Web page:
A few months back I sat in on seminar during the Vancouver International Wine Festival. It wasn’t just any seminar, it was a dive into Robert Mondavi, his path to wine, a peek at his family life and of course his winery and subsequent brands.

Mondavi was an integral part of launching the Vancouver Wine Festival 41 years ago and has been an esteemed guest of the event throughout the years. His legacy is an honoured component of VIWF, which is why when the seminar doors opened I scurried to the front row. I was eager to absorb the stories and musings of Genevieve Janssens, Mondavi’s Chief Winemaker, and Mark de Vere, RMW’s Master of Wine.


Mondavi’s parents emigrated from Italy to Minnesota, which was where Robert was born. From there, they moved to Lodi, California where they started a fruit packing company. The success of this company was in part due to prohibition. The law stated that it was illegal to manufacture, sell or transport liquors containing alcohol. However, one could market the grapes or grape juice and sell them anywhere in the country. If by chance, fermentation happened during its transport – then that was simply a welcomed risk by the purchaser and a workaround for grape growers who were biding their time until prohibition was no longer.


Robert Mondavi put the Napa Valley on the map starting with the original winery being built in 1966. He travelled tirelessly across the globe, selling his wine with enthusiasm and charisma. One of the standout attributes of his wines was the cooling effect of the Pacific Ocean. Today, 95% of wine made in California comes from grapes sourced within 200 kilometres of the ocean. The ocean breeze and coastal fog create a priceless combination that is key to making notable wine in Napa.


From the To Kalon vineyards to the RM Private selection to Woodbridge, the Mondavi portfolio is vast and varied. Mondavi is credited with shifting labels from generic names to specifying varietal; a practice that is now standard among new world wines. He also revolutionized a once unpopular style: dry, oaked Sauvignon Blanc. Once he started identifying it as ‘Fumé Blanc’, popularity gained and it became an icon wine for the region.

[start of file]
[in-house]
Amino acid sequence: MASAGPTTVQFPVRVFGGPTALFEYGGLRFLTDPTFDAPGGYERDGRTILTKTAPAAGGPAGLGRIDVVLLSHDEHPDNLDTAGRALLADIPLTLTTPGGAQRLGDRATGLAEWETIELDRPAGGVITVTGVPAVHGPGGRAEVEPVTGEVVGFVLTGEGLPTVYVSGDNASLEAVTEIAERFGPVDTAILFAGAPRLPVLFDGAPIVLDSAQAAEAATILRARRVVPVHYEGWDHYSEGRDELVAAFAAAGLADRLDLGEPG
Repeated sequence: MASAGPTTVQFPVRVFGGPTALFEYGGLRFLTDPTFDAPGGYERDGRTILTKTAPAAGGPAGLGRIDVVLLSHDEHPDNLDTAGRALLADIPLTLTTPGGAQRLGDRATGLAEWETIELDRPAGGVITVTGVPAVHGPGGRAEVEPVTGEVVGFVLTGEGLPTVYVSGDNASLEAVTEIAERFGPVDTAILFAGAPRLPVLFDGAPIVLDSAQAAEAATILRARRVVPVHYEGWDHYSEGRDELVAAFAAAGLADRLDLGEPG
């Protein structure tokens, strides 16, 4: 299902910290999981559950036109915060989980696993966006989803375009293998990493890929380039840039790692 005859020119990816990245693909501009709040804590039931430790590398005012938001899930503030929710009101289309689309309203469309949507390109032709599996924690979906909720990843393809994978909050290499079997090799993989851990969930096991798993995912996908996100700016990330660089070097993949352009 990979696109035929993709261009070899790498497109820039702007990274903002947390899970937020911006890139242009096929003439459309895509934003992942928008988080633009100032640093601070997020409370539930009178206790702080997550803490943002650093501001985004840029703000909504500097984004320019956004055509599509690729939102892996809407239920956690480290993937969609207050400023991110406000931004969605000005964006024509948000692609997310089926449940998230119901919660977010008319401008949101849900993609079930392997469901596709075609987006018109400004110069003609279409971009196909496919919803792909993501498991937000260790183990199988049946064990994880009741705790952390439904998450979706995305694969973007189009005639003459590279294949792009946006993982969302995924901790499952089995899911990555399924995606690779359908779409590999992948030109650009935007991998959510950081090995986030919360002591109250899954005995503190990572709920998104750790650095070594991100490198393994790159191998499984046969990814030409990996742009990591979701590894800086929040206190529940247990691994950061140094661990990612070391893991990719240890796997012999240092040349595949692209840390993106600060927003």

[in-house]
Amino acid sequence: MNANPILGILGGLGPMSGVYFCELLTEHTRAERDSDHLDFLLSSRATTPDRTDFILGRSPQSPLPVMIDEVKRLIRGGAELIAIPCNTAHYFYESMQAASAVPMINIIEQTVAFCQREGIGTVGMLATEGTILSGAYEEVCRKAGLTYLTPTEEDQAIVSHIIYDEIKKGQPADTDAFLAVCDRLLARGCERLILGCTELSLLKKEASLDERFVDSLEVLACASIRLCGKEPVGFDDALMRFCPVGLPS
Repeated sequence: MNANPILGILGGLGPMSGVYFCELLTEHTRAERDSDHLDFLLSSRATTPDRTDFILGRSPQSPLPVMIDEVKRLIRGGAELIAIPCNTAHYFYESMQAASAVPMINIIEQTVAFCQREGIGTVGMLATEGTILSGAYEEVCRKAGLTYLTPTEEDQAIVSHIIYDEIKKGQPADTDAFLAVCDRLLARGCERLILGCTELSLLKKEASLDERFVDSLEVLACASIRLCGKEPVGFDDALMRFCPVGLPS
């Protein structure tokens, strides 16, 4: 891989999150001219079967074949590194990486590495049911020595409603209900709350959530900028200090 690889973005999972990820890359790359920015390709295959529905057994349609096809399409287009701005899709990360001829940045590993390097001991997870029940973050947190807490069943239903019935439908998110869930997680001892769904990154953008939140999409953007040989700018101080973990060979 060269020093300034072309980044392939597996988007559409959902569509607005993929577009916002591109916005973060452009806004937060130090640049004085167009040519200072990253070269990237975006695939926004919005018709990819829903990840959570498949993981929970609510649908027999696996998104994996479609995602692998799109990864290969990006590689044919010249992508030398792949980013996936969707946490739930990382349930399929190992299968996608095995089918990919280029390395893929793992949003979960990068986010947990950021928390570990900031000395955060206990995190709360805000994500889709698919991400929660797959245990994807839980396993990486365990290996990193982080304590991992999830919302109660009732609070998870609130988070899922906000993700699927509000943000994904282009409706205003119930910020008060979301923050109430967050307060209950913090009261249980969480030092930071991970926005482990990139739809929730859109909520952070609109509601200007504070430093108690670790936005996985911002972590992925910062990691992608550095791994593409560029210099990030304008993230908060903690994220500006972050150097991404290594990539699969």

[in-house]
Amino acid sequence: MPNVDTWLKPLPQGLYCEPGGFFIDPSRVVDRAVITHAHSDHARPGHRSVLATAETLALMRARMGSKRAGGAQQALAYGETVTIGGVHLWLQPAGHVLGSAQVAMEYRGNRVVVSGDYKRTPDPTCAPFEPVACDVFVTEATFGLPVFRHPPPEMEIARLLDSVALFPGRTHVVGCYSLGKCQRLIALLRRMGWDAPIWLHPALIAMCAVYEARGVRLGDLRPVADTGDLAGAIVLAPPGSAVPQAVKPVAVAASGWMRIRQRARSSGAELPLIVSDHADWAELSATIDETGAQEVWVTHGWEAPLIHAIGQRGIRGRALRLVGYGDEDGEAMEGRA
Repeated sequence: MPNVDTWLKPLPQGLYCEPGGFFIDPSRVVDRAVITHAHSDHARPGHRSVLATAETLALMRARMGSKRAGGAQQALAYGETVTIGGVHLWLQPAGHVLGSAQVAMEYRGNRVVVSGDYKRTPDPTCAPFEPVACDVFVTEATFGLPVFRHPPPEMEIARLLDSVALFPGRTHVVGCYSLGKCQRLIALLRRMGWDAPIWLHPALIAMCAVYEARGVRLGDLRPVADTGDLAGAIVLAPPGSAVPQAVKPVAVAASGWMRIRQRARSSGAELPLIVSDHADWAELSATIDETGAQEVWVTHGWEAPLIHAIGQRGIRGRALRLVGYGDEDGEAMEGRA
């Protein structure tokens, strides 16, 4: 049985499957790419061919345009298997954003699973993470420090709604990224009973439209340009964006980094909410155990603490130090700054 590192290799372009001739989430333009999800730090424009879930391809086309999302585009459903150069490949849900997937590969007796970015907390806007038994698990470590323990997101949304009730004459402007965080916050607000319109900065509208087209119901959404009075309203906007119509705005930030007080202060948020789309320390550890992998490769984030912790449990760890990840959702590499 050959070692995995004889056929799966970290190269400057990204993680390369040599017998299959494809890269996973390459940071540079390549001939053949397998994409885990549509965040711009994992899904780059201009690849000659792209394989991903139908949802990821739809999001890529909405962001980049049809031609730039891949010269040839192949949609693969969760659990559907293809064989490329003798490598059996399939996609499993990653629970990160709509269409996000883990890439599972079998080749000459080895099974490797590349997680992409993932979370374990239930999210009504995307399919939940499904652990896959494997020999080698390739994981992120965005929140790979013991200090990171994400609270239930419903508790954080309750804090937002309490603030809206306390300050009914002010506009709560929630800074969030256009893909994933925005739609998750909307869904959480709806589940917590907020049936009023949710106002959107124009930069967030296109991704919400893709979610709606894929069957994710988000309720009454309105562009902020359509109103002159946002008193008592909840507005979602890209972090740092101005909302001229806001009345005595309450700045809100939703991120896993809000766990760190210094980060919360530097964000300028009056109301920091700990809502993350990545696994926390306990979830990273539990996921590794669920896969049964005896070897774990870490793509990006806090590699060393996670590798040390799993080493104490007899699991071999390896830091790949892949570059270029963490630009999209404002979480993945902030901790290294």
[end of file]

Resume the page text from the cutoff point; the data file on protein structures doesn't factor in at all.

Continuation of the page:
• RMW Reserve Fume Blanc
  • RMW Oakville Cabernet Sauvignon
  • RMW Reserve Pinot Noir


UC Davis is home to two of Mondavi’s legacies. In 2002, the Robert and Margrit Mondavi Centre for the Performing Arts opened as a result of a $10 million dollar donation. Later, Mondavi’s $25 million dollar donation helped establish the Robert Mondavi Institute for Wine and Food Science.

Mondavi’s legacy also lives on in the people that continue to create his wines. Geneviève Janssens has been with the Robert Mondavi Winery since 1978. After becoming Director of Production at Napa’s Opus One Winery in 1989, she returned to RMW in 1997 as Director of Winemaking. Janssens character is naturally humble and modest. She made several unpretentious remarks throughout the seminar citing teamwork as the secret to her success: “We have a good team… Napa (the terroir) makes good wine… we keep it simple” she would say in a soft French accent.

Leading the seminar with exuberance and passion was Mark de Vere, one of only 52 masters of wine in the US. He left attendees with a few lessons learned from being a part of the Mondavi wine family, most importantly, that generosity is a key piece of the winery’s philosophy. Be generous with knowledge, with kindness and with enthusiasm. And that generosity was felt throughout the room that day.

One final remark from Mark was about curiosity. His attempt to define ‘fine wine’ has led him to be curious and to find new layers within the wine. Whether it’s a Mondavi wine or not, every sip should leave you wanting another and should welcome intrigue and excitement. Without a doubt, I felt intrigued and excited to be a part of such an eye-opening and heart-warming seminar.